Leaving the marriage when you think you cannot afford it

An unfortunate situation that we see all too often. The marriage has broken down, and one of the spouses, let’s assume in this case, the wife, wants to leave the marriage because her husband is abusing her. Still, she cannot afford to divorce him.

This is a couple who live a high-end lifestyle. They have children and a beautiful home, perhaps also a summer home.

Yet the relationship has crumbled into pieces, and she can no longer bear it. However, there is no possible way she can leave him because, over the years, she has become utterly dependent on him financially.

A common scenario

First, it is crucial to know that you are not alone. This happens daily in every city and state across America and every socioeconomic class. While your challenges might seem unique, you have hope, and it is essential to focus on that.

Domestic violence

If you are in a situation where you or your children are victims of domestic violence, you need to make a plan. This is where having an attorney who understands can be helpful.

However, it would help if you were careful because you do not know how your spouse will react and do not want to place yourself or your children in danger.

Immediate danger? Call 911

If you are in immediate danger, call 911. If you can take your children, get in the car, and drive somewhere safe, do that.

You can drive to the police station or a hotel room if it is secure and you can pay for it, or you can go to a family member’s home if it is a safe place for you. The point is that you cannot risk your life or that of your children under any circumstances.

Divorce process and finances

Now, once you are out and get an attorney, someone, whether it is you, your attorney, or a process server, can notify your spouse of your intent to divorce.

Spousal and child support

Depending on their response and reaction, many things can happen. However, some things are common scenarios that occur more frequently. For example, suppose you are not working outside the home and are raising your children. In that case, you may qualify for spousal support or alimony.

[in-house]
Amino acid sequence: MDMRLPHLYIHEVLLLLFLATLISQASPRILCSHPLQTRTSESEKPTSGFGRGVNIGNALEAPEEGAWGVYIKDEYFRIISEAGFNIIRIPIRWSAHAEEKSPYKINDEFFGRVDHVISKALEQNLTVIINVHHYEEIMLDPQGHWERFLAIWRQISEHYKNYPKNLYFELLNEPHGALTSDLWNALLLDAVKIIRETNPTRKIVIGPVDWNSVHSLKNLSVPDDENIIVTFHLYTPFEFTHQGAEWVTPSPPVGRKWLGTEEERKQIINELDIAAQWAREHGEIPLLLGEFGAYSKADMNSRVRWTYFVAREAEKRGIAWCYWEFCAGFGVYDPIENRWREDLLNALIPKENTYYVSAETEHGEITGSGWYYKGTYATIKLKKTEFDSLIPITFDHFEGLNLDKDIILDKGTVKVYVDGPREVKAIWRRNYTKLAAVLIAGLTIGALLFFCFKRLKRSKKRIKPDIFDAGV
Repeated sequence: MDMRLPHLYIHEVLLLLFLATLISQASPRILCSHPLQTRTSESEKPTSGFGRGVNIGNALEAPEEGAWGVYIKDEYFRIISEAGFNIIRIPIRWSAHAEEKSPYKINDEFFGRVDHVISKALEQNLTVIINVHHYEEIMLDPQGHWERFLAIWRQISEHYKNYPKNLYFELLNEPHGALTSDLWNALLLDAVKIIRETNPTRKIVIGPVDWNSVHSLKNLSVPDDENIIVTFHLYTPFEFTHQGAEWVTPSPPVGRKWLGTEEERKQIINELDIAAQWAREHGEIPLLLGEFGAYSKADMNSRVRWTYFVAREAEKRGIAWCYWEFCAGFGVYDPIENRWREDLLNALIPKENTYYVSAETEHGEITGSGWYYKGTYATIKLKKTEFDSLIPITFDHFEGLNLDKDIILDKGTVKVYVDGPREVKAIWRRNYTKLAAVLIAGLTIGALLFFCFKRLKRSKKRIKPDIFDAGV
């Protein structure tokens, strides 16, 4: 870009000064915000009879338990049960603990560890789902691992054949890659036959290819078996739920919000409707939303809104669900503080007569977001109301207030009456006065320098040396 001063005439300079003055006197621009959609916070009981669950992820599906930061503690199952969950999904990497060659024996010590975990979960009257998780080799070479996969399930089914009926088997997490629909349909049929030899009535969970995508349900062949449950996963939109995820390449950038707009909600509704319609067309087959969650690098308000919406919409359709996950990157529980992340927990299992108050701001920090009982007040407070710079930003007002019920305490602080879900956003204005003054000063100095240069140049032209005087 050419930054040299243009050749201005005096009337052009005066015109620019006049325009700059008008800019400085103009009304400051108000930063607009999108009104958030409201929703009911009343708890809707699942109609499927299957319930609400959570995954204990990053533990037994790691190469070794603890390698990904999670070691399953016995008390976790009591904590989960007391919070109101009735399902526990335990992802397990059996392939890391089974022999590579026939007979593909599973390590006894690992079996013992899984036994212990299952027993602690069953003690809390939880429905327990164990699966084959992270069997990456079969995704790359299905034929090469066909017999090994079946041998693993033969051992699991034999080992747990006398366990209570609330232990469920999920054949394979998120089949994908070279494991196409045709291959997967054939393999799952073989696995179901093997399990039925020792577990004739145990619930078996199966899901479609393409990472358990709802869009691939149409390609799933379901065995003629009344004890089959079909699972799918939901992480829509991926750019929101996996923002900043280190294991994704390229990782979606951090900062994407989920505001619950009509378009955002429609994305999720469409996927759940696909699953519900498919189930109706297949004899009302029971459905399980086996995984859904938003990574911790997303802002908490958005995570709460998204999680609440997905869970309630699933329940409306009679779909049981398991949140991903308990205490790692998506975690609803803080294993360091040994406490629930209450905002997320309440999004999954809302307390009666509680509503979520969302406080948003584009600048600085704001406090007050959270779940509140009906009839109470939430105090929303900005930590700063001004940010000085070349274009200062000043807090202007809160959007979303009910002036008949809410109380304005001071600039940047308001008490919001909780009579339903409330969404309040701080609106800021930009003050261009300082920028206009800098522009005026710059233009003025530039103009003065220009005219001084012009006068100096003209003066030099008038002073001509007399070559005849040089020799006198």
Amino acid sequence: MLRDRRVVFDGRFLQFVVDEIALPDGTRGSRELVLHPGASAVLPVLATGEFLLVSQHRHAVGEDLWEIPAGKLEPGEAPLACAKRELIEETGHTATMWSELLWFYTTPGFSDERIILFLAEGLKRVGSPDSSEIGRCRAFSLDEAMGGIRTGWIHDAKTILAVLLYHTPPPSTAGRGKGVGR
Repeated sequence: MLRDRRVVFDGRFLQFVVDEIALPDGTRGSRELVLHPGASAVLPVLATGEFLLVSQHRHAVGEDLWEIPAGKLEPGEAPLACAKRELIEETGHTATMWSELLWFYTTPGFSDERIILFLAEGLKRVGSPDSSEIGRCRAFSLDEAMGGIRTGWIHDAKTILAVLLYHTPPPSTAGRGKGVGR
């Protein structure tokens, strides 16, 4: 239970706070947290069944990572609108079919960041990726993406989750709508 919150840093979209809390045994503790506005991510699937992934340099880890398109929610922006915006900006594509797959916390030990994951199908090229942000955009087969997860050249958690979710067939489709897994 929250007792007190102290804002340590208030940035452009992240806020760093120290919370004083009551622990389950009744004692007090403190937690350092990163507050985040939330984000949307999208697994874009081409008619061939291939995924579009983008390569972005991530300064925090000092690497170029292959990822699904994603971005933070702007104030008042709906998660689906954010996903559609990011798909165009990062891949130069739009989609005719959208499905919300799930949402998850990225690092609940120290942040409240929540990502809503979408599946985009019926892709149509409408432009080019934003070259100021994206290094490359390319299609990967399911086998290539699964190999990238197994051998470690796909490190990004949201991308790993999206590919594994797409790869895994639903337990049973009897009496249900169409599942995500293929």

Your spouse does not have to agree; the court can order him to pay. In addition, if you are the primary parental figure in the children’s lives, the court might want it to stay that way, which means that you will also receive child support to help you with the finances associated with raising your children.

Dividing your property and assets

Depending on where you live, the court may divide marital assets a certain way. Your attorney is the most qualified person to explain how this works.

However, suppose you have been married for a certain amount of time. In that case, anything accrued, created, or purchased within that time belongs to both of you.

Moving on with your life

Once the attorneys settle the divorce, you can think about what you want to do about employment, if you wish to return to work, whether you have to, and how you make that work with your children, which is likely to depend on their ages.

It is critical to mention that during this entire process, seek emotional support from a trained therapist or psychiatrist who can help you feel your best. Divorce is a difficult time, and abuse only makes it worse.

Have a safety plan

If violence was part of your marriage, you should always remain alert for your safety and that of your children. Spouses can feel bad when they go to court and keep information about the abuse to themselves, sometimes out of shame, guilt, or a reluctance to indirectly hurt the children.

However, your life can be at stake, which is not a joke. Your children’s lives are not a joke. Indeed, it is critical to gather as much evidence as possible and present it to the court so someone can protect you if your spouse attempts to harm you or your children. Stay safe, ensure you get the best help you can and know that even though this time is dark, you will rise again.